As course registration for the spring semester rapidly approaches, we have an opportunity to reflect on how our previous studies at the Claremont Colleges have shaped how we think, what we care about, and our future academic pursuits.
Unlike the hard sciences, which tend to have linear course progressions—a Chemistry major will take General Chemistry before Organic Chemistry before Biochemistry—humanities disciplines have few introductory courses or prerequisites for students who wish to take advanced courses. For a first-year student, this opportunity can be extremely liberating, as there is very little restriction on the classes that you can sign up for.
While less experienced students can learn from their more experienced classmates, this variance in preparedness can affect the quality of classes for students who have a more developed knowledge of their subject. And less knowledgeable students would probably gain even more from an advanced class once they become more prepared. The more classes that you take in a given department, the more complex and complete your understanding of the next semester’s class will be. Enforcing certain prerequisite courses can be useful for ensuring a deep and nuanced understanding of the many topics we grapple with in our classes.
Some prerequisites are and would be superfluous, however. Many 5C students worked hard to take Advanced Placement courses that could help get them into college and count for credit, but in order to advance in a given field many students would have to retake those classes. When we look at available courses during registration, it is unbelievably frustrating to see that the classes we took in high school—that we had been told were college-level material—will not count as a prerequisite for the more in-depth courses in which we want to enroll. Instead of allowing students to use their eight semesters to the fullest, this limitation on AP courses as prerequisites forces students to relearn material in an incredible waste of time and money.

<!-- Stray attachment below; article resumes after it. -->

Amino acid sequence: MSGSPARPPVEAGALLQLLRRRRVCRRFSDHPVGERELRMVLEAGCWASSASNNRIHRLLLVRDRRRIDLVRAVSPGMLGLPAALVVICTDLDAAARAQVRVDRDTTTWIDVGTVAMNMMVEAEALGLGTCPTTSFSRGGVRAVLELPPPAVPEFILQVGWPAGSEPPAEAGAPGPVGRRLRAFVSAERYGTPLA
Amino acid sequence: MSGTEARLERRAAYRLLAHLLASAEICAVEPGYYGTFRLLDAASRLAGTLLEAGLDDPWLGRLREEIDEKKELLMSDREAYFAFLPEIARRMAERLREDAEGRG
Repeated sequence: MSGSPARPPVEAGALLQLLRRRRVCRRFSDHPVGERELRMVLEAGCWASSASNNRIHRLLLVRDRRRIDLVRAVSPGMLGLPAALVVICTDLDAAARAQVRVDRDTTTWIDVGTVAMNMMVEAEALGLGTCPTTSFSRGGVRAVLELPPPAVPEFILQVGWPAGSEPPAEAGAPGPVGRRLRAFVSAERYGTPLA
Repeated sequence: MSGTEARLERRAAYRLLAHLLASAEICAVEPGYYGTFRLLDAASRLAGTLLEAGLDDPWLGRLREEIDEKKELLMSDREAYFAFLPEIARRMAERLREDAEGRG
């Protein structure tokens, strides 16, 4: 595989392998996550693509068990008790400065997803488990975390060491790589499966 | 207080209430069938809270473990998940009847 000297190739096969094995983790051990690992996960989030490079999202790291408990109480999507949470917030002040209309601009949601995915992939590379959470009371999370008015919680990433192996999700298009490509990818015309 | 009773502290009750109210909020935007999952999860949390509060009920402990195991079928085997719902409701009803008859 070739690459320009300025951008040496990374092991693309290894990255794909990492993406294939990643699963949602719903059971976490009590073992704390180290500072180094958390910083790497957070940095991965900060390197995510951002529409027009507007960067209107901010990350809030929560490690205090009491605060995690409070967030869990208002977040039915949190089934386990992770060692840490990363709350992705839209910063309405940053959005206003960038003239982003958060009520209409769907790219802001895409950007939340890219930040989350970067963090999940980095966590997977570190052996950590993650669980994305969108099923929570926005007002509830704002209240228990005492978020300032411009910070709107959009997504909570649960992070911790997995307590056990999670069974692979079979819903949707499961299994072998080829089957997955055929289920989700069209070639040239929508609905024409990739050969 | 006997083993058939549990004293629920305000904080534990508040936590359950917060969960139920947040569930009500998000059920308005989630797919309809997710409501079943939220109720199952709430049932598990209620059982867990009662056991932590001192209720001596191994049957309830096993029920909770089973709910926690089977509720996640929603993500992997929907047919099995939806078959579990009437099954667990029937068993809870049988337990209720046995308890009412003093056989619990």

The question is which introductory courses students should be able to place out of and which ones they should have to take. In many STEM fields, for instance, the purpose of prerequisites is to ensure students have a sufficient knowledge base to understand the material. In many humanities classes, prerequisites serve as an introduction to methods of interpretation and analysis. A person’s knowledge base is much easier to objectively assess, so preparedness for classes in many STEM fields should be relatively easy to determine. The tools and mindset required to critically analyze a philosophical text or to understand the intersection between gender and race studies can be far less concretely tested, and it is far less likely students have been exposed to that sort of coursework in high school. In one case there would be an increase in class intensity; in the other, a new method of learning needs to be fostered.
We should not expect that students come from a school that taught them these skills, and introductory writing classes can only go so far in preparing a student for the various fields in the humanities. Clearly there are aspects of succeeding in STEM classes at the 5Cs that students might not have brought with them to college. The distinction between STEM and other fields is not meant to be categorical, merely suggestive of the basic trend. But the ease in which students can jump into high-level humanities courses versus the red tape that is more prevalent in STEM fields belies a faulty assumption that students are more prepared for thoughtful critical analysis of a novel or social institution than they are to solve math problems.
We need to place a greater emphasis on preparedness in the humanities, while allowing students who have a sufficient understanding of statistics to skip an introductory stats course, for example. The 5Cs need to reevaluate the freedom we give students to take classes, whether allowing a student to take a difficult philosophy class they may not be ready for or forcing a chemistry major to rehash old material.